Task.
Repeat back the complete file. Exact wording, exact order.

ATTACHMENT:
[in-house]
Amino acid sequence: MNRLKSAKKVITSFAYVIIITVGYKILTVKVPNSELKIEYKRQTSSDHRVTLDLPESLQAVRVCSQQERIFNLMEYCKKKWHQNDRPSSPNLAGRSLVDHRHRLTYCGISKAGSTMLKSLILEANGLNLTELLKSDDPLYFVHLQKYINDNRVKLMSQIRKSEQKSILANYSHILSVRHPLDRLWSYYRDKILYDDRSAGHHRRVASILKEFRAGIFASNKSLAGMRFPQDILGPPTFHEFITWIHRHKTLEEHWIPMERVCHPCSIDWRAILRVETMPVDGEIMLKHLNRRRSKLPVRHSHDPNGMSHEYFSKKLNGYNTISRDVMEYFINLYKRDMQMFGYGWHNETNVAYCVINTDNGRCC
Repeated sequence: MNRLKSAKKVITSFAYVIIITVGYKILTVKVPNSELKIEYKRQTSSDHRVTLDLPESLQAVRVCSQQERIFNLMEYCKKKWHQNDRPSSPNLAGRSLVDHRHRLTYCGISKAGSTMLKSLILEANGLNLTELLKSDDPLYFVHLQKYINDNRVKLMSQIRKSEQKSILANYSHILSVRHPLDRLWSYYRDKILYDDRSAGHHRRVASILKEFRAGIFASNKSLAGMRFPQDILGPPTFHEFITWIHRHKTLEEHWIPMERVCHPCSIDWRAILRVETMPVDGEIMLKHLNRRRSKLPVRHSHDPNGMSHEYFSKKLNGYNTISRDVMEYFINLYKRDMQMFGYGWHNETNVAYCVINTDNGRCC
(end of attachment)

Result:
[in-house]
Amino acid sequence: MNRLKSAKKVITSFAYVIIITVGYKILTVKVPNSELKIEYKRQTSSDHRVTLDLPESLQAVRVCSQQERIFNLMEYCKKKWHQNDRPSSPNLAGRSLVDHRHRLTYCGISKAGSTMLKSLILEANGLNLTELLKSDDPLYFVHLQKYINDNRVKLMSQIRKSEQKSILANYSHILSVRHPLDRLWSYYRDKILYDDRSAGHHRRVASILKEFRAGIFASNKSLAGMRFPQDILGPPTFHEFITWIHRHKTLEEHWIPMERVCHPCSIDWRAILRVETMPVDGEIMLKHLNRRRSKLPVRHSHDPNGMSHEYFSKKLNGYNTISRDVMEYFINLYKRDMQMFGYGWHNETNVAYCVINTDNGRCC
Repeated sequence: MNRLKSAKKVITSFAYVIIITVGYKILTVKVPNSELKIEYKRQTSSDHRVTLDLPESLQAVRVCSQQERIFNLMEYCKKKWHQNDRPSSPNLAGRSLVDHRHRLTYCGISKAGSTMLKSLILEANGLNLTELLKSDDPLYFVHLQKYINDNRVKLMSQIRKSEQKSILANYSHILSVRHPLDRLWSYYRDKILYDDRSAGHHRRVASILKEFRAGIFASNKSLAGMRFPQDILGPPTFHEFITWIHRHKTLEEHWIPMERVCHPCSIDWRAILRVETMPVDGEIMLKHLNRRRSKLPVRHSHDPNGMSHEYFSKKLNGYNTISRDVMEYFINLYKRDMQMFGYGWHNETNVAYCVINTDNGRCC